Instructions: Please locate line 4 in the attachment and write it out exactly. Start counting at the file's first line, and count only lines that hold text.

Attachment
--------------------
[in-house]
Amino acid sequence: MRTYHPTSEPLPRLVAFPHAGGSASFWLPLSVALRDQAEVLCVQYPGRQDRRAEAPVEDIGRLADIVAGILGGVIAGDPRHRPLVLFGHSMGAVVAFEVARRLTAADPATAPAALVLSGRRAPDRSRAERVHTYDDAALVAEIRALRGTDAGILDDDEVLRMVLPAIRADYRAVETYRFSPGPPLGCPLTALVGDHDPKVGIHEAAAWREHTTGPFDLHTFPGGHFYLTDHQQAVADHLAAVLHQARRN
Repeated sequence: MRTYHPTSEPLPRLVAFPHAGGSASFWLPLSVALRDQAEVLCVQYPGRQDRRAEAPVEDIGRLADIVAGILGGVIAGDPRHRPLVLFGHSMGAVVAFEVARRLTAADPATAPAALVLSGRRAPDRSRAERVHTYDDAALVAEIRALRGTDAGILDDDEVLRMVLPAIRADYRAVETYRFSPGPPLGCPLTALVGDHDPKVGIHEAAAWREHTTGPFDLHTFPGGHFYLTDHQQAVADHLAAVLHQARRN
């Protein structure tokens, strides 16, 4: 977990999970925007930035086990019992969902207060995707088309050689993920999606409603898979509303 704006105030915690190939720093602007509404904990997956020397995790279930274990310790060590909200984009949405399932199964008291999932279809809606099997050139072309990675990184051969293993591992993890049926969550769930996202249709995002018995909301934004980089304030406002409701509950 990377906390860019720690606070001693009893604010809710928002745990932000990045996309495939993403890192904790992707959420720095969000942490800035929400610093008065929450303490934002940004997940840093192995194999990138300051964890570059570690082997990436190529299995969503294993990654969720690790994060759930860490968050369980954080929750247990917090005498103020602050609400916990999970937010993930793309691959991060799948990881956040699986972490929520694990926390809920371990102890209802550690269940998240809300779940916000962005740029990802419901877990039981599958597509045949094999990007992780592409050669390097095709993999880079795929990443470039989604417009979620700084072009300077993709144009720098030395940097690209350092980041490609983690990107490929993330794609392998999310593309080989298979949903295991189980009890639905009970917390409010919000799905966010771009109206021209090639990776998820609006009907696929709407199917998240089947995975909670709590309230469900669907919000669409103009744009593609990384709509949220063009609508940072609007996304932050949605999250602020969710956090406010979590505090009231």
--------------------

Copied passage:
């Protein structure tokens, strides 16, 4: 977990999970925007930035086990019992969902207060995707088309050689993920999606409603898979509303 704006105030915690190939720093602007509404904990997956020397995790279930274990310790060590909200984009949405399932199964008291999932279809809606099997050139072309990675990184051969293993591992993890049926969550769930996202249709995002018995909301934004980089304030406002409701509950 990377906390860019720690606070001693009893604010809710928002745990932000990045996309495939993403890192904790992707959420720095969000942490800035929400610093008065929450303490934002940004997940840093192995194999990138300051964890570059570690082997990436190529299995969503294993990654969720690790994060759930860490968050369980954080929750247990917090005498103020602050609400916990999970937010993930793309691959991060799948990881956040699986972490929520694990926390809920371990102890209802550690269940998240809300779940916000962005740029990802419901877990039981599958597509045949094999990007992780592409050669390097095709993999880079795929990443470039989604417009979620700084072009300077993709144009720098030395940097690209350092980041490609983690990107490929993330794609392998999310593309080989298979949903295991189980009890639905009970917390409010919000799905966010771009109206021209090639990776998820609006009907696929709407199917998240089947995975909670709590309230469900669907919000669409103009744009593609990384709509949220063009609508940072609007996304932050949605999250602020969710956090406010979590505090009231």